Abstract: This lecture will provide the general context for this new and emerging topic, presenting the aims of drone vision, the challenges (especially from an image/video analysis and computer vision point of view), the important issues to be tackled, the limitations imposed by drone hardware, regulations and safety considerations etc. An overview of the use of multiple drones in media production will be made. The three use scenaria, the challenges to be faced and the adopted methodology will be discussed at the first part of the lecture, followed by scenario-specific, media production and system platform requirements. Multiple drone platform will be detailed during the second part of the lecture, beginning with platform hardware overview, issues and requirements and proceeding by discussing safety and privacy protection issues. Finally, platform integration will be the closing topic of the lecture, elaborating on drone mission planning, object detection and tracking, UAV-based cinematography, target pose estimation, privacy protection, ethical and regulatory issues, potential landing site detection, crowd detection, semantic map annotation and simulations.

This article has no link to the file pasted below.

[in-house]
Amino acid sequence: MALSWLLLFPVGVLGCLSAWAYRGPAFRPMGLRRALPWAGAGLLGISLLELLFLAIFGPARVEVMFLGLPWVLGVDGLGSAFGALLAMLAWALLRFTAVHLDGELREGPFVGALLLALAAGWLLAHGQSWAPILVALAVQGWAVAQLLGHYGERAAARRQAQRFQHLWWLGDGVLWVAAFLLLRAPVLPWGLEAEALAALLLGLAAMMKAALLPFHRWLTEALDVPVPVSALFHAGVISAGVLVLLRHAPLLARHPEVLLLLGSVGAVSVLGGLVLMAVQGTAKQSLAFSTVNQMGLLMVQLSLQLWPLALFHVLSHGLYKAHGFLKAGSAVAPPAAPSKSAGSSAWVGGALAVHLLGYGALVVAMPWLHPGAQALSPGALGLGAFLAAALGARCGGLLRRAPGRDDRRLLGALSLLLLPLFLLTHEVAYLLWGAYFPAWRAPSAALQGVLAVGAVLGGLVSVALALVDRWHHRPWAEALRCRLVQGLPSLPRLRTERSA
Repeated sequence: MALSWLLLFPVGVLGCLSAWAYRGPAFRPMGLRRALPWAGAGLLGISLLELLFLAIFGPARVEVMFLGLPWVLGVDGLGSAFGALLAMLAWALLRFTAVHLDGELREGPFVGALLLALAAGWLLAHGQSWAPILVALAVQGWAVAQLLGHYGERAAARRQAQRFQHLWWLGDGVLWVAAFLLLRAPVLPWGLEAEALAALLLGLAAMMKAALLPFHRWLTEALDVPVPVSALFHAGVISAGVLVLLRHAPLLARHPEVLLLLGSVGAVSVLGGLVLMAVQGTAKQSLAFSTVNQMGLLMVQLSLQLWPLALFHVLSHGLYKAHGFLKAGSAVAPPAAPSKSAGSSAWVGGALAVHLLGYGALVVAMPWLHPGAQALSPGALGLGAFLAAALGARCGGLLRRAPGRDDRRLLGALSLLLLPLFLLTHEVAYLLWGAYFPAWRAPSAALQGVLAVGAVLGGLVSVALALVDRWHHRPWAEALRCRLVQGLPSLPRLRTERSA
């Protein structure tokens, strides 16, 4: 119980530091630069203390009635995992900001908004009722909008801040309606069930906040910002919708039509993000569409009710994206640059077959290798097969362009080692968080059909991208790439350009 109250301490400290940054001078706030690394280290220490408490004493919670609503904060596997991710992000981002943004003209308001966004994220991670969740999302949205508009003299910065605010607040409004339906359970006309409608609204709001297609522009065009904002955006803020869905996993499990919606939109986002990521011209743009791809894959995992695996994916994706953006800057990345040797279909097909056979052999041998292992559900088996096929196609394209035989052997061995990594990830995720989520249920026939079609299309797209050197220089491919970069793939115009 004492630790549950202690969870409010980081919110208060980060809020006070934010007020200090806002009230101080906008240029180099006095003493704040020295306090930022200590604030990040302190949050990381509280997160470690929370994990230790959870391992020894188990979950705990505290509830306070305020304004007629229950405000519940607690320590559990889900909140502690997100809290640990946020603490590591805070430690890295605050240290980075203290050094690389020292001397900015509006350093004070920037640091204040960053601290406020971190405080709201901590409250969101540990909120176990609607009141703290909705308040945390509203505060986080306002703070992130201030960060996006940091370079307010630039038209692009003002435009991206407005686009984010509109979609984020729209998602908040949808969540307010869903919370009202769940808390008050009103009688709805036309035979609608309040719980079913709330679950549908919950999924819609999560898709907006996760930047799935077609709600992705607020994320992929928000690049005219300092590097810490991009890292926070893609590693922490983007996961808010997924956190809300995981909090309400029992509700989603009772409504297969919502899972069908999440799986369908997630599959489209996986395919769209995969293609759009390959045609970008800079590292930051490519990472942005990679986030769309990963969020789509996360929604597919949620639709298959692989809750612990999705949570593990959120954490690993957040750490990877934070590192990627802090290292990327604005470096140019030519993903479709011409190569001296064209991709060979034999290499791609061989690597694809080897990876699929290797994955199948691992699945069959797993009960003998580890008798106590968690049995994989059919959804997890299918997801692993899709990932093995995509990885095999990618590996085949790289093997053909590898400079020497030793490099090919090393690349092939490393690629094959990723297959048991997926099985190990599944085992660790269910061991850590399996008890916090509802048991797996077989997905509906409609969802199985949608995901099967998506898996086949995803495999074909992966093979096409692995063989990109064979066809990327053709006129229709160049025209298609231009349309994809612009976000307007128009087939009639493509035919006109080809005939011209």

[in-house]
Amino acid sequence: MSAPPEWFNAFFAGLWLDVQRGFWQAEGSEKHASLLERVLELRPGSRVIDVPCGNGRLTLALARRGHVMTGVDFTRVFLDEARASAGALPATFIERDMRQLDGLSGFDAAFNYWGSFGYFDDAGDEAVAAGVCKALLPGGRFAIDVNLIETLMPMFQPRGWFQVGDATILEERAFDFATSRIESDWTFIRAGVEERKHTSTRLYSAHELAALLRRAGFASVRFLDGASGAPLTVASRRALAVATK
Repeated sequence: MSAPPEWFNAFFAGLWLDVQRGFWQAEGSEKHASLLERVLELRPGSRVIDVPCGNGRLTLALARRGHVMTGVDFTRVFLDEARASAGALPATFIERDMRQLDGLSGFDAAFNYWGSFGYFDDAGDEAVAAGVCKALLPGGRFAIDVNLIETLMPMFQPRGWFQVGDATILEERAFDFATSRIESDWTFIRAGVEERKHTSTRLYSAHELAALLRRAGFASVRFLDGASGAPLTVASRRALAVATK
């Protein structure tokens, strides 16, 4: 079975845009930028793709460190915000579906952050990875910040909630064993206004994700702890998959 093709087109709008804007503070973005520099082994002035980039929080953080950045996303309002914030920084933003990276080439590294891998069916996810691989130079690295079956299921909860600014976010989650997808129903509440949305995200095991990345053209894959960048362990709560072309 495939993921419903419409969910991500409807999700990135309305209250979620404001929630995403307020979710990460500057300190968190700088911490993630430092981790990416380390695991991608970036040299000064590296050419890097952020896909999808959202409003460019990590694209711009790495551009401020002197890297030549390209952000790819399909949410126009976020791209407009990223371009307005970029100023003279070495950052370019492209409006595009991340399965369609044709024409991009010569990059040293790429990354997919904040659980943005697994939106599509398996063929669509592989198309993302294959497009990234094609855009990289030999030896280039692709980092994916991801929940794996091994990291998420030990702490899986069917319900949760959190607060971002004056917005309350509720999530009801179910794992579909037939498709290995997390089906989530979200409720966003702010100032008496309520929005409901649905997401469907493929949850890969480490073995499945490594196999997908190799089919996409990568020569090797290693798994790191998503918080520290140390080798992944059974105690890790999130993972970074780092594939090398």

8. Drone mission planning and control
Abstract: In this lecture, first the audiovisual shooting mission is formally defined. The introduced audiovisual shooting definitions are encoded in mission planning comannds, i.e., navigation and shooting action vocabulary, and their corresponding parameters. The drone mission commands, as well as the hardware/software architecture required for manual/autonomous mission execution are described. The software infrastructure includes the planning modules, that assign, monitor and schedule different behaviours/tasks to the drone swarm team according to director and enviromental requirements, and the control modules, which execute the planning mission by translating high-level commands to intro desired drone+camera configurations, producing commands for autopilot, camera and gimbal of the drone swarm.